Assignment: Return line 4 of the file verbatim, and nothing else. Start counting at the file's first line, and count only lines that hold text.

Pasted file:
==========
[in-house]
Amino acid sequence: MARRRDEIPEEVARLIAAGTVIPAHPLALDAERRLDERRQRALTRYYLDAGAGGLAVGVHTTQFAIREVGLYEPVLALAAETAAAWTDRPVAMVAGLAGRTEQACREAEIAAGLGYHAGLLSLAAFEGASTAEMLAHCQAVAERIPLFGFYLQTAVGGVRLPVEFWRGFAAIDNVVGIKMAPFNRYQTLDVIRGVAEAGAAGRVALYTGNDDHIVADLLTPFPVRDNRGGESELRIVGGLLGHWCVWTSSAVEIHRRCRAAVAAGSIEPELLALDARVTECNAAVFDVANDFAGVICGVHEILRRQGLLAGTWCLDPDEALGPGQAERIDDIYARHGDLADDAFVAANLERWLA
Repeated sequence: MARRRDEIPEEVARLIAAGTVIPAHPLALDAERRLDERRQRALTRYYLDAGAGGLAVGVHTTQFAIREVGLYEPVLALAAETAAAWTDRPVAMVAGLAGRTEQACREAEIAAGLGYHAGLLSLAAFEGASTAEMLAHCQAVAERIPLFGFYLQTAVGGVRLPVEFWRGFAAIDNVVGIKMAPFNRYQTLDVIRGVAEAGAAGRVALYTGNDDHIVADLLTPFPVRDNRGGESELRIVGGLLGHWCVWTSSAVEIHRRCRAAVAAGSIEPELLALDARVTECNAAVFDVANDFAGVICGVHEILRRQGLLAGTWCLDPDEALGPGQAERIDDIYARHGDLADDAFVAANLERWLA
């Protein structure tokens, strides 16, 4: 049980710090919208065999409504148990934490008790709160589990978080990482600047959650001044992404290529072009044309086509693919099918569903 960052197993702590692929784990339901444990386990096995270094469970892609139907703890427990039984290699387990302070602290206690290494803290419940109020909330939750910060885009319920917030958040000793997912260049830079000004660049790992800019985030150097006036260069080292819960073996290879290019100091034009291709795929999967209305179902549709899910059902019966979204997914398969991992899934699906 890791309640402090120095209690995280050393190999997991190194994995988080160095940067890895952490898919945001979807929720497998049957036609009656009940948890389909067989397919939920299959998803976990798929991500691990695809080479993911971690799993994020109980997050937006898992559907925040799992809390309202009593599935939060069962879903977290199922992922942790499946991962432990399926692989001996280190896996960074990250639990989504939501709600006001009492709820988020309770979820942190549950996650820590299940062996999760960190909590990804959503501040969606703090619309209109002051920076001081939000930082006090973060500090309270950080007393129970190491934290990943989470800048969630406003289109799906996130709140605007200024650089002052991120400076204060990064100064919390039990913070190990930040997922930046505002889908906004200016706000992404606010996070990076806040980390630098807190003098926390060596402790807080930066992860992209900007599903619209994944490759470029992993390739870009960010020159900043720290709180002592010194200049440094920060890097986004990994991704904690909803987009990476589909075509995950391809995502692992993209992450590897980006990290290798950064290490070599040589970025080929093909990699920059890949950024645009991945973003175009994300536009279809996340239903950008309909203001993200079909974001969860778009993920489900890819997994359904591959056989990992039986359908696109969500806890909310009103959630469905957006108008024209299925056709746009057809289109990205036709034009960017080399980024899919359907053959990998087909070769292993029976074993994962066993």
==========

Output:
């Protein structure tokens, strides 16, 4: 049980710090919208065999409504148990934490008790709160589990978080990482600047959650001044992404290529072009044309086509693919099918569903 960052197993702590692929784990339901444990386990096995270094469970892609139907703890427990039984290699387990302070602290206690290494803290419940109020909330939750910060885009319920917030958040000793997912260049830079000004660049790992800019985030150097006036260069080292819960073996290879290019100091034009291709795929999967209305179902549709899910059902019966979204997914398969991992899934699906 890791309640402090120095209690995280050393190999997991190194994995988080160095940067890895952490898919945001979807929720497998049957036609009656009940948890389909067989397919939920299959998803976990798929991500691990695809080479993911971690799993994020109980997050937006898992559907925040799992809390309202009593599935939060069962879903977290199922992922942790499946991962432990399926692989001996280190896996960074990250639990989504939501709600006001009492709820988020309770979820942190549950996650820590299940062996999760960190909590990804959503501040969606703090619309209109002051920076001081939000930082006090973060500090309270950080007393129970190491934290990943989470800048969630406003289109799906996130709140605007200024650089002052991120400076204060990064100064919390039990913070190990930040997922930046505002889908906004200016706000992404606010996070990076806040980390630098807190003098926390060596402790807080930066992860992209900007599903619209994944490759470029992993390739870009960010020159900043720290709180002592010194200049440094920060890097986004990994991704904690909803987009990476589909075509995950391809995502692992993209992450590897980006990290290798950064290490070599040589970025080929093909990699920059890949950024645009991945973003175009994300536009279809996340239903950008309909203001993200079909974001969860778009993920489900890819997994359904591959056989990992039986359908696109969500806890909310009103959630469905957006108008024209299925056709746009057809289109990205036709034009960017080399980024899919359907053959990998087909070769292993029976074993994962066993």